Providers are a way of allowing a user to navigate through data in a tree-like fashion. For example, you may have an Active Directory setup or a Registry that you wish to be able to navigate through at the command line. The most comfortable way to do this would be through the creation of a provider in MSH. This would allow the enduser to get to this information as a virtual drive in the command shell. In the attached example, a provider called “ENVAR” provides limited access to some environment information. For purposes of illustration, machine name and OS version were chosen.

[ProviderDeclaration("ENVAR", "Environment Vars", ProviderCapabilityFlags.None)]

To create a provider class, similar to declaring a commandlet, you must first declare the provider in an attribute. In this case, the term “ENVAR” was used, and this will be the drive name called in the MSH script. It also takes a description, and a number of additional provider capability flags. Our provider is inheriting from the NavigationCmdLetProvider, which allows users to use common file navigation techniques in order to navigate through the data which is exposed by the provider.

There are a great number of methods which can be overridden in order to increase the functionality of providers. Some example of these are RenameItem, NewItem, RemoveItem, and CopyItem, but for the purposes of this sample, we will stick to the minimum necessary to get the data available.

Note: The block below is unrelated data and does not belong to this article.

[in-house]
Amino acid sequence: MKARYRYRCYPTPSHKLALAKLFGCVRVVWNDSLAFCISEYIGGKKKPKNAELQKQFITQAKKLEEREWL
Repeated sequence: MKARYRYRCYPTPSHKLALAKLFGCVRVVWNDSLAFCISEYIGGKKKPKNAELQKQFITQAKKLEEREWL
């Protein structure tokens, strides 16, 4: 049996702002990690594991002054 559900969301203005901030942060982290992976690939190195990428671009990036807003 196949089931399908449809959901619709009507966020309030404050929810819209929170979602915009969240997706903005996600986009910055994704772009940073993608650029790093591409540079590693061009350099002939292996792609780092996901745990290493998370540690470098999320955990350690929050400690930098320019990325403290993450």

The first method shown to start up the provider is InitializeDefaultDrives(). This creates the drive or drives made available by the provider. For most of the methods a string, “path,” is passed in so that the methods can only return the data that is valid in the context of the current path. For example, GetChildItems has a path passed in, and based on whether it sees the root path name “ROOT_PATH” or strings that refer to the child data (“OS” or “Machine”), it will return only the strings referring to the appropriate data.

The GetItem method is what actually writes out the data that the class will show to the end user when they show a directory of the current path. In this example, it is simply checking for an index of key words in the path string, and if found, returns the appropriate data. The path names do not actually have to exist, much like the way the WinFS file system will work. This provider has known metadata containing the machine name and OS version, and the user can view the path “ENVAR:MachineOS” or “ENVAR:OSMachine” to get at the same data.

Output Formatting

MSH also provides an easy way of formatting the output of the data returned by a commandlet. Microsoft has provided HTML output that automatically starts in the associated browser on the current machine. For example, if the user wished to display a directory of the current path in HTML, they would simply need to type the command:

get/children | out/html

The true richness of this scripting environment comes into play with other formatting output choices, such as a grid that is much like excel using the piped command “out/grid” or the filesystem through out/file. By combining features such as providers and looping, and the ability to output to many common formats (and having the ability to create your own custom formats through piped commandlets), MSH will remove many of the barriers discovered by Windows admins in the past.

In future articles, we will show how to deal with input from other commandlets as well as showing output in other formats and some more creative scripting.

Source Code

Download source code: – 4kb